However, there is still an urgent need for additional shelter support, and this will require increased funding for humanitarian response in Syria, according to the Deputy Spokesperson for the United Nations Office for the Coordination of Humanitarian Affairs (OCHA).
European Union: Relief and humanitarian assistance
The European Union has provided relief humanitarian aid to the earthquake victims, which did not include alternative housing. On March 20, 2023, the European Commission held an emergency conference to cover humanitarian needs and assist in rebuilding the affected areas in Turkey, while the support for Syria will be allocated to help meet humanitarian needs and support early recovery.
Within this conference, international donors pledged within the “Donors Conference” to provide seven billion euros, including 950 million euros for Syria in the form of grants, and 6.05 billion euros in the form of grants and loans for Turkey.
In June 2023, at the Seventh Brussels Conference for “Supporting the Future of Syria and the Region,” the participating countries pledged a sum of 9.6 billion euros, in the form of grants and loans, to finance people in Syria and neighboring countries hosting Syrian refugees.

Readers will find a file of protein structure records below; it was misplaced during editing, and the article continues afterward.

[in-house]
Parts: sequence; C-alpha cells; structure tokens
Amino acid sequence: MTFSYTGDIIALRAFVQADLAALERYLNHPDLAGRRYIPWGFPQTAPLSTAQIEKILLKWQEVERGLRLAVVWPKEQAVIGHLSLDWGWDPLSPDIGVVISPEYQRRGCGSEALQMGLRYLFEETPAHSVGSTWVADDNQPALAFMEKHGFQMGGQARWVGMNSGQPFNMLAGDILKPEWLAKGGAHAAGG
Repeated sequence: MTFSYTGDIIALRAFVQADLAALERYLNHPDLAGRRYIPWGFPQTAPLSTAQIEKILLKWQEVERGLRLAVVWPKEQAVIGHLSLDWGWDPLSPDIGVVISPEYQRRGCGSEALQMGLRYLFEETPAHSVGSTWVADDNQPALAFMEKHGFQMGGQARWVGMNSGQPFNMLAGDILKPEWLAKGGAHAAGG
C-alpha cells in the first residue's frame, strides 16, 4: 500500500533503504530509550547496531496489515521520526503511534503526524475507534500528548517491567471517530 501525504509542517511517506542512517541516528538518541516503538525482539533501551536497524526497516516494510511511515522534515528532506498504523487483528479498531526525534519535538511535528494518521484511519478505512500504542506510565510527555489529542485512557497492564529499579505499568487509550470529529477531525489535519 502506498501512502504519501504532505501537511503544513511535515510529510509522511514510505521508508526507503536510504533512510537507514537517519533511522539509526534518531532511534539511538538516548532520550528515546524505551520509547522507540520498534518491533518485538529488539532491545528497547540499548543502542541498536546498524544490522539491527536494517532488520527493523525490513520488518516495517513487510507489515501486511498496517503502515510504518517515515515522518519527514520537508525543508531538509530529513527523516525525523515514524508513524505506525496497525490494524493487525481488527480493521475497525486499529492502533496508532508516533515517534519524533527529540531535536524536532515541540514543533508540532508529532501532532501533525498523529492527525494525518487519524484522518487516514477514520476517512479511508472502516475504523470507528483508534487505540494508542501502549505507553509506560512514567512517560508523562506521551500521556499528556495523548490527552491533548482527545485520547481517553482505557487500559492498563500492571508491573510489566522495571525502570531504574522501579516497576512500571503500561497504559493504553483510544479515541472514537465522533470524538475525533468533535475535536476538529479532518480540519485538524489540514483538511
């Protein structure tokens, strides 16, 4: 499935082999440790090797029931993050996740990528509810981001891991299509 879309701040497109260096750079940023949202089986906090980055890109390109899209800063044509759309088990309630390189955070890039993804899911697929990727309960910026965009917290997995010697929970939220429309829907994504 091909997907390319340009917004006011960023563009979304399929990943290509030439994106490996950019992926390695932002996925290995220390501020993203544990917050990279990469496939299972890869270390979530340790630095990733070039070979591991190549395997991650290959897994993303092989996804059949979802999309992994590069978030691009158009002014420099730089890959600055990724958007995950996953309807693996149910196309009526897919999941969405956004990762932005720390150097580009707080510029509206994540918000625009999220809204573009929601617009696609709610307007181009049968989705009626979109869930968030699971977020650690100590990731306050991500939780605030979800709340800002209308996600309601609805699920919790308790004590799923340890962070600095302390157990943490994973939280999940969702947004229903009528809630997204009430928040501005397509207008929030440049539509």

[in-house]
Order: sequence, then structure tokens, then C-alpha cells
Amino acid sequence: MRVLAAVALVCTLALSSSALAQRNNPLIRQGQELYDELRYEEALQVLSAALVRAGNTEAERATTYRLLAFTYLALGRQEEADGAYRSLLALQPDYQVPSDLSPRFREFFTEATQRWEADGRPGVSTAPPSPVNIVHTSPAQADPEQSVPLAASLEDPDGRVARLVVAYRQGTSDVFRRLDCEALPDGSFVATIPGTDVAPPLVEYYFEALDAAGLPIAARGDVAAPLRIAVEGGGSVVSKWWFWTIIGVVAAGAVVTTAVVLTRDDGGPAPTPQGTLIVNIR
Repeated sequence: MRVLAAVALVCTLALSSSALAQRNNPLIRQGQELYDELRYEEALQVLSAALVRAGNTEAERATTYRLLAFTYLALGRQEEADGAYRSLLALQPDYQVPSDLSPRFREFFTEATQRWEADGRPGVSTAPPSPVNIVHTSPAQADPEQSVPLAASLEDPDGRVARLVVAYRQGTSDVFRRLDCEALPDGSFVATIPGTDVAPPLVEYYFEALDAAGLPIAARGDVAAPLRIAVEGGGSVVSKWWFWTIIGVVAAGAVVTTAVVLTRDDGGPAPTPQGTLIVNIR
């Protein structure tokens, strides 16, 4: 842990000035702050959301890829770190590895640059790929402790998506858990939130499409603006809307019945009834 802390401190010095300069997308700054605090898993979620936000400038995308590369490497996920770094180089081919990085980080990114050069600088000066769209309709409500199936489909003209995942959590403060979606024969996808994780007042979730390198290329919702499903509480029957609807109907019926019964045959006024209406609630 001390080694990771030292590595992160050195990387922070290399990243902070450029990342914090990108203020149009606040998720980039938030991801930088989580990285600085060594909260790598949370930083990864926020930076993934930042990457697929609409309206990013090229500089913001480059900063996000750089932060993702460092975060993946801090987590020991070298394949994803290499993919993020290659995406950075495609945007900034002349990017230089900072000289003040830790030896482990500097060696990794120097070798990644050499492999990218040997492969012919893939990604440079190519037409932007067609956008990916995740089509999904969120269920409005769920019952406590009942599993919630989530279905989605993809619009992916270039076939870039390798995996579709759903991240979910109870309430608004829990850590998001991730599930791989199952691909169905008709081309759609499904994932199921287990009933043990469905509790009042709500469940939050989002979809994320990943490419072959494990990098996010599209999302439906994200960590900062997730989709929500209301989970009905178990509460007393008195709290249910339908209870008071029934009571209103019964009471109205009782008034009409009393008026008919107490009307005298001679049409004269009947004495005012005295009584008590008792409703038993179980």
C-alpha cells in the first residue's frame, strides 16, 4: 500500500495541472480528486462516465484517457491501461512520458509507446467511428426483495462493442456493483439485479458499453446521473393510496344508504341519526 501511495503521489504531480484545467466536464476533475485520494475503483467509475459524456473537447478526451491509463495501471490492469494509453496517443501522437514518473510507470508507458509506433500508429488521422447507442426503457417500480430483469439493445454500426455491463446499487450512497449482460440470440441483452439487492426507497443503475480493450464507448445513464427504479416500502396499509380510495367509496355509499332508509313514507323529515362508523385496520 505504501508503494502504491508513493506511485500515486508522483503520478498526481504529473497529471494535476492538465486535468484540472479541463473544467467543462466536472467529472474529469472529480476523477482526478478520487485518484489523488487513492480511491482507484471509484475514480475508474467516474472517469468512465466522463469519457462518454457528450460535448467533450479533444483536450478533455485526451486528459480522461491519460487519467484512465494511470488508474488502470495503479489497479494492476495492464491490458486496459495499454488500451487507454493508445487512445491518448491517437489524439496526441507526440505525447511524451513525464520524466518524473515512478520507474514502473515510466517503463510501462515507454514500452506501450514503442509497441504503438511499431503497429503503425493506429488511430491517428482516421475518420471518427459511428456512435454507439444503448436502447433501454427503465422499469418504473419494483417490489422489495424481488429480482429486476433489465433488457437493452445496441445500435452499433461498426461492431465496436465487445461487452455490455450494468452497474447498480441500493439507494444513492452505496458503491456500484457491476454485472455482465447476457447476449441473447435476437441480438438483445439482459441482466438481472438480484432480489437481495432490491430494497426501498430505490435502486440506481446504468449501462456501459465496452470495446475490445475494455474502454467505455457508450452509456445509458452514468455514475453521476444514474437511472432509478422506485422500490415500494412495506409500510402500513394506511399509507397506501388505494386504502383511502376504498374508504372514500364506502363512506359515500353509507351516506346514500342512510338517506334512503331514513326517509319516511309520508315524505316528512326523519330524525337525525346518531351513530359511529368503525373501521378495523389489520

Daniel Puglisi, the press officer for humanitarian aid and crisis management at the European Commission, told Enab Baladi that for Syria, the European Union has mobilized more than 100 million euros, including 75 million euros in EU humanitarian aid, to support the life-saving emergency needs of vulnerable populations.
Puglisi explained that the European Union sent supplies from the European Humanitarian Response Capacity (EHRC) warehouses in Brindisi and Dubai, aiming to support relief efforts across the country.
Furthermore, the European Union Civil Protection Mechanism mobilized assistance from 16 European countries, which was transported by trucks through Lebanon and Turkey to government and non-government-controlled areas in Syria.
Losses of about 40 billion dollars
On March 17, 2023, the World Bank estimated in its report that the material damages caused by the earthquake in Syria were about 3.7 billion US dollars, while the losses are estimated at about 1.5 billion dollars, bringing the total estimated impact to 5.2 billion dollars.
The report stated that the losses caused by the earthquake include a decrease in production in productive sectors, loss of revenue, and increased operational costs in providing services.
The housing sector was considered the most affected (24% of the total damages) followed by the transport sector and the environment sector related to the cost of debris removal, and then the agriculture sector.
According to the report, the recovery and reconstruction needs across the assessed governorates amount to 7.9 billion US dollars, with the first-year post-earthquake requirements estimated at approximately 3.7 billion US dollars, and 4.2 billion US dollars for the following two years.
The agriculture sector recorded the highest needs (27% of the total needs), followed by housing (18%), social protection (16%), and transportation (12%).